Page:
Scotland rent arrears rise
By |Published On: 23rd July 2015|

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Scotland rent arrears rise

By |Published On: 23rd July 2015|

This article is an external press release originally published on the Landlord News website, which has now been migrated to the Just Landlords blog.

A worrying report suggests that tenant arrears in Scotland are rising, despite letting agents’ fees on tenants being banned.

These types of fees are legal in England and Wales and experts commonly point to these costs as a reason why tenants are struggling financially.


Data from research conducted by Your Move indicates the proportion of rent arrears north of the border rose marginally from 8.8% in May to 9% in June. The growth was more substantial when assessing year-on-year data, with arrears standing at 6.1% in June 2014.[1]

‘It’s become clear over the past year that this isn’t a problem that’s going to fix itself, ‘said Brian Moran, lettings director at Your Move Scotland. ‘Greater supply of homes to let is the only way to definitively address the housing shortage and ease the financial pressure in the market.’[1]

Broader yields

More extensive rental data indicates that Scottish private sector rents have risen to stand 3.1% higher than one year ago. This means that the average rent in the country is £549 per month, with an increase of 0.8% in June alone.[1]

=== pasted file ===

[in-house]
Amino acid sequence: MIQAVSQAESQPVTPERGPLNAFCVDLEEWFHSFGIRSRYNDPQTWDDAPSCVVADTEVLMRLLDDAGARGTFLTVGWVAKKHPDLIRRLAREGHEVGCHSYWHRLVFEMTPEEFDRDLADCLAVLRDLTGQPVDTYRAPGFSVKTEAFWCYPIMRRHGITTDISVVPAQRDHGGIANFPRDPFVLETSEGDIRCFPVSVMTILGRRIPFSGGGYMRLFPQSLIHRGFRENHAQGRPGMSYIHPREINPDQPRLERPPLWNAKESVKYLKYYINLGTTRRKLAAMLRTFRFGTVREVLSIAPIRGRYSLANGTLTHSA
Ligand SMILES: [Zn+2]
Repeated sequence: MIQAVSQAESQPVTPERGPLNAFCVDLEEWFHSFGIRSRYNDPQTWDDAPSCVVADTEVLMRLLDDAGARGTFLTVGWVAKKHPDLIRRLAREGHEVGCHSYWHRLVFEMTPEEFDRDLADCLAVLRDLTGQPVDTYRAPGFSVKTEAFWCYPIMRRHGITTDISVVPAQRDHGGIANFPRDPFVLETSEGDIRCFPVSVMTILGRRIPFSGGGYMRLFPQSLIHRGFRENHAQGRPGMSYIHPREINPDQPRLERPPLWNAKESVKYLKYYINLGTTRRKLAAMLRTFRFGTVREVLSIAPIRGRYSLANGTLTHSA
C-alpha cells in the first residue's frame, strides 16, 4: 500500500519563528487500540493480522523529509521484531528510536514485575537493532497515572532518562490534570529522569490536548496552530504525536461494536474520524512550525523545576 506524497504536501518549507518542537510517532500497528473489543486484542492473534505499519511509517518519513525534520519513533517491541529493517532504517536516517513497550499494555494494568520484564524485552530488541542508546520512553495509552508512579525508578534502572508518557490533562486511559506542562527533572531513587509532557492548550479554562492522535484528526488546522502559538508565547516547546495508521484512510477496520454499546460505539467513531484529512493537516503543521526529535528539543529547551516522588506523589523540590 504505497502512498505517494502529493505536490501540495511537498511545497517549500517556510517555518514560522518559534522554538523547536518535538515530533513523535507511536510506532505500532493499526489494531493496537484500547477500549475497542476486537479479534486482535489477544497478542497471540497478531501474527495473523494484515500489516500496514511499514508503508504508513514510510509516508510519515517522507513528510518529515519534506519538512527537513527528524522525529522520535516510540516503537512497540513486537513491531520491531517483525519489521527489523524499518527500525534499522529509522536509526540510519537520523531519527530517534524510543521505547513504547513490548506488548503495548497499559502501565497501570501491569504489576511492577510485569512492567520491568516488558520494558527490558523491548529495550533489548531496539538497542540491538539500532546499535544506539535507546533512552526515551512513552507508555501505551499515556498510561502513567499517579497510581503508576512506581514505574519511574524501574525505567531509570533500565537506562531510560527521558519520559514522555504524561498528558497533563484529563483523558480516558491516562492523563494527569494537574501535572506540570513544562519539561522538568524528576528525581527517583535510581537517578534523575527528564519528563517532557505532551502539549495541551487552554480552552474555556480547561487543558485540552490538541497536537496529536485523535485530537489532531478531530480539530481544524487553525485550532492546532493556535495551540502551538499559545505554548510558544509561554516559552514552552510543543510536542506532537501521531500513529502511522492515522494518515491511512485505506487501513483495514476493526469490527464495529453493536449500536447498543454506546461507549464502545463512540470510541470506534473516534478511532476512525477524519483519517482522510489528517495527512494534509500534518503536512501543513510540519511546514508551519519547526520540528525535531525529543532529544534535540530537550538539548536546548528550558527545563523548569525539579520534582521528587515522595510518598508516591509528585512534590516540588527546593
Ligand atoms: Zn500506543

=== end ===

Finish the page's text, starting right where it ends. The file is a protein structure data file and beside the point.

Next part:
Scotland rent arrears rise

Scotland rent arrears rise

What’s more, rents have reached record highs in traditionally more affordable parts of Scotland, such as the East, South and Highlands.

‘It’s not just the big urban centres of Edinburgh and Glasgow which are coming up against an urgent shortfall of housing-there is furious demand for homes to let the length and breadth of the nation and that is underpinning this build-up in rental prices,’ observed Moran.[1]

Buoyant total annual returns are providing a welcome boost to landlords across Scotland – and represent a nice perk above steady monthly rental income. But most importantly, rental yields are also cruising along on an even keel, and have absorbed some of the recent shockwaves of the new Land and Buildings Transaction Tax, which has disrupted the course of property price growth more recently,’ Mr Moran added.[2]




About the Author: Em Morley (she/they)

Em is the Content Marketing Manager for Just Landlords, with over five years of experience writing for insurance and property websites. Together with the knowledge and expertise of the Just Landlords underwriting team, Em aims to provide those in the property industry with helpful resources. When she’s not at her computer researching and writing property and insurance guides, you’ll find her exploring the British countryside, searching for geocaches.

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